Review of greenworks XfrogTUNE

XfrogTUNE can be used as a companion product to Xfrog 3.5 or any other version or as a companion product for any of the XfrogPlant Libraries in which there are trees or models that consist of tree and leaf components. These can be bushes or even certain cacti. There are 21 plant libraries including the one in Xfrog 3.5 which is their Basic collection. I will review the plant library of the USA Southwest in a future review. Through the use of XfrogTUNE, one can reduce the complexity of branching structures and, thus, reduce the number of polygons. While any vast decrease in polygons can be noticeable, XfrogTUNE gives the user the ability to control the decrease manually by setting up parameters, branch level by branch level, or by doing it automatically. Even the automatic controls gives users a choice. The latter can set up the automatic controls to work with branches, foliage, or both. XfrogTUNE is on a CD and retails for $149.00. One can download the combination manual and a tutorial from the greenworks' web site. One can also download a working demo. However, Save-Export are disabled.

When one opens XfrogTUNE, the first shot is basically a black screen with an overhead tool bar. One then opens an XFR file which is an Xfrog file. The golden tree in XfrogTUNE is the same tree as the green tree that appears in my review of Xfrog 3.5.

I found only two problems with this program - one was the black background color of the display screen. If there was a way to change it, I couldn't find it. The tree's trunk and branches tended to get lost in the background. See below.

When the program is first opened, a default of 97.4% automatic reduction is displayed. Notice the branches on the left and the right are without leaves. Even though this reduced the polygon count to 88,854, the result was not acceptable for this tree. However, that was not a problem. All it meant was that the procedure would not be done fully automatically - using both branches and foliage. Please note that none of these trees was fine tuned. These are all basically rough examples to show how easily one can reduce polygons and still have a good looking product.

Before I show trees with reduced polygons created using manual parameters, notice the tree on the right in the above screen capture. At 100% in XfrogTune the count was 134, 829 while at 100% in Xfrog 3.5, (shown two images below in green) it was 474,507 polygons.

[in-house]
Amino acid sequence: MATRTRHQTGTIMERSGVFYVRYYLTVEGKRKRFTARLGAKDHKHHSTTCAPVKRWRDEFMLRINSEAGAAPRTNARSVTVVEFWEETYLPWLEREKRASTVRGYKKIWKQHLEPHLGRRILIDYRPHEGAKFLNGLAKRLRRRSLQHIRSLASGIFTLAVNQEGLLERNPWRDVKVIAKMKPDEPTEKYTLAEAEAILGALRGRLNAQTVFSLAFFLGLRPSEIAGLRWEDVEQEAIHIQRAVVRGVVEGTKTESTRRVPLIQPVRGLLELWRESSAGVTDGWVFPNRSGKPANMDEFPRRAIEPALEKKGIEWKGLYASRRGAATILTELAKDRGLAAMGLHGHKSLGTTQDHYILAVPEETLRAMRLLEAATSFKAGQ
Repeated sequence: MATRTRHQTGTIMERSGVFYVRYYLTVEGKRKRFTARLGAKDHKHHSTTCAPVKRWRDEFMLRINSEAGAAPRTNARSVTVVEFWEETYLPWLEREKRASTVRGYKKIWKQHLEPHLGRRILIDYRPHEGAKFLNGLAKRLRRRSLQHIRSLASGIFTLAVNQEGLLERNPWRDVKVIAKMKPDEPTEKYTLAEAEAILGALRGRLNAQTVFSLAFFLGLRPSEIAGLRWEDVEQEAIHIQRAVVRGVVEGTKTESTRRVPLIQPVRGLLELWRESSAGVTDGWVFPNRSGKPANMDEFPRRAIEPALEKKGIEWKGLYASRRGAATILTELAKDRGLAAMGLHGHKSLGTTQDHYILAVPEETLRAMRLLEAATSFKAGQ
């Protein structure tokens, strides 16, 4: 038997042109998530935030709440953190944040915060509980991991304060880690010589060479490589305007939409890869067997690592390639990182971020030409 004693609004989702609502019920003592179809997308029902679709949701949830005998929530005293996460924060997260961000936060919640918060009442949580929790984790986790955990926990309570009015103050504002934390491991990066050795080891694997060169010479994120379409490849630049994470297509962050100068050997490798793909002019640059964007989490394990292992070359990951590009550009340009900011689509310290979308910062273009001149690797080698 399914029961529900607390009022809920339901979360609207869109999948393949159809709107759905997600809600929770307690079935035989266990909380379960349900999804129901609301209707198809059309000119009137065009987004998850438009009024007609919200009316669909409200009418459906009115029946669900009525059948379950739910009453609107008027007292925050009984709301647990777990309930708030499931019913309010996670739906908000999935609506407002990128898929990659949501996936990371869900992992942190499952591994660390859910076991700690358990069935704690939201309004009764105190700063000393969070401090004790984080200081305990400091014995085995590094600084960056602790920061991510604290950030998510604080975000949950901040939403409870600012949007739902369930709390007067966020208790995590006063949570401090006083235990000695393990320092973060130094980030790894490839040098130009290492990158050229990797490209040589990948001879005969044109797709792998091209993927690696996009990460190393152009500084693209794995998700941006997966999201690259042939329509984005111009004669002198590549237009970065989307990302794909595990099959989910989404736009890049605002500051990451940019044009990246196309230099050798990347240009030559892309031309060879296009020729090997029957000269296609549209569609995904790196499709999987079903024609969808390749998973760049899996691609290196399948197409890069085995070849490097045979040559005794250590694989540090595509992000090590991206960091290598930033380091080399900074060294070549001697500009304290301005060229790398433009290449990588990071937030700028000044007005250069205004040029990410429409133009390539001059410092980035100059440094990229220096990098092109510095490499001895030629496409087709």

Notice the tree on the above left has fewer polygons than the previous tree on the left (in the earlier picture). However, I feel it looks better. The tree on the right, has even fewer polygons and a very small file size. I will come back to file sizes shortly. The trees above were created manually setting up individual parameters. Below are the default parameters. I set up my own, but since each circumstance is different, I felt it better to show the default ones.

When one decides on parameters, one takes into account where the tree is placed in a scene. One can visually test this under Display on the tool bar and place multiples of the tree in a scene.

Lastly, we can compare these trees to the ones created in Xfrog 3.5.

I stated that I would discuss file size. Xfrog 3.5 gives more of a choice of file formats for export. than does XfrogTUNE. If one compares the file sizes of 3ds and OBJ files, one will see that OBJ files are much larger. The same tree in Xfrog 3.5 as an OBJ was 49.4 MB and as a 3ds it was 12.8. However, XfrogTUNE only has file formats for export of OBJ and WRL. While OBJs can go almost anywhere, they can be quite large. Of course with smaller polygon counts, the file size becomes very manageable. I feel the lack of export choices a little confining, but not limiting, since it is possible to convert OBJ or WRL to other formats; however, that doesn't always work perfectly.

XfrogTUNE requires as the minimum system configuration: a computer equipped with an Intel Pentium II 200 processor and Windows 95/98, 2k or NT 4.0 or later, 32 MB free RAM, 10 MB free hard disk space and a graphics board that supports OpenGL.

I believe that XfrogTUNE is a great companion to Xfrog 3.5 and XfrogPlants even though it only works on trees and "tree" type models. Even if you only use a few Xfrog trees, I believe it is an excellent investment.

If you missed my review on Xfrog 3.5, go to my Xfrog 3.5 review . Also, look for my future review on XfrogPlants, USA Southwest DVD.